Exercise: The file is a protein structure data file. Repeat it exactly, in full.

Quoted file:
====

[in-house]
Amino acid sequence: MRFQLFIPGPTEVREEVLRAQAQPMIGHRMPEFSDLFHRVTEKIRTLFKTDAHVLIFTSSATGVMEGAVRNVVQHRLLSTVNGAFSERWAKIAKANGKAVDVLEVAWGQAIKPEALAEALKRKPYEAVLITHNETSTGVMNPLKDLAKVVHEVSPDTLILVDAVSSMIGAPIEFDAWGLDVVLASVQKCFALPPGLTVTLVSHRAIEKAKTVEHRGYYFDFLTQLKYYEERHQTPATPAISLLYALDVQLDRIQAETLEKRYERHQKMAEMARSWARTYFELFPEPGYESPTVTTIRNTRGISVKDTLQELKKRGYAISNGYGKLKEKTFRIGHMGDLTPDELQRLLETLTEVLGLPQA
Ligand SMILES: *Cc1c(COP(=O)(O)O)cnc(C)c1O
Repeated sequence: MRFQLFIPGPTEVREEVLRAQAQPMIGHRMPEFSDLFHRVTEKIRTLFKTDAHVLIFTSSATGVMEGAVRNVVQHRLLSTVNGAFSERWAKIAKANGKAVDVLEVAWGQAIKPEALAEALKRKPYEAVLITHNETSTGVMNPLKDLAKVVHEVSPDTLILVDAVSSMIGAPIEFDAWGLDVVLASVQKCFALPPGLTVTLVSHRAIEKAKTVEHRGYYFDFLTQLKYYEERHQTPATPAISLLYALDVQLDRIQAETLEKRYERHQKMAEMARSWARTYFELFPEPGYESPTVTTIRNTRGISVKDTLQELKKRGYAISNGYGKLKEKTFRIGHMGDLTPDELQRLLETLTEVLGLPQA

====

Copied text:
[in-house]
Amino acid sequence: MRFQLFIPGPTEVREEVLRAQAQPMIGHRMPEFSDLFHRVTEKIRTLFKTDAHVLIFTSSATGVMEGAVRNVVQHRLLSTVNGAFSERWAKIAKANGKAVDVLEVAWGQAIKPEALAEALKRKPYEAVLITHNETSTGVMNPLKDLAKVVHEVSPDTLILVDAVSSMIGAPIEFDAWGLDVVLASVQKCFALPPGLTVTLVSHRAIEKAKTVEHRGYYFDFLTQLKYYEERHQTPATPAISLLYALDVQLDRIQAETLEKRYERHQKMAEMARSWARTYFELFPEPGYESPTVTTIRNTRGISVKDTLQELKKRGYAISNGYGKLKEKTFRIGHMGDLTPDELQRLLETLTEVLGLPQA
Ligand SMILES: *Cc1c(COP(=O)(O)O)cnc(C)c1O
Repeated sequence: MRFQLFIPGPTEVREEVLRAQAQPMIGHRMPEFSDLFHRVTEKIRTLFKTDAHVLIFTSSATGVMEGAVRNVVQHRLLSTVNGAFSERWAKIAKANGKAVDVLEVAWGQAIKPEALAEALKRKPYEAVLITHNETSTGVMNPLKDLAKVVHEVSPDTLILVDAVSSMIGAPIEFDAWGLDVVLASVQKCFALPPGLTVTLVSHRAIEKAKTVEHRGYYFDFLTQLKYYEERHQTPATPAISLLYALDVQLDRIQAETLEKRYERHQKMAEMARSWARTYFELFPEPGYESPTVTTIRNTRGISVKDTLQELKKRGYAISNGYGKLKEKTFRIGHMGDLTPDELQRLLETLTEVLGLPQA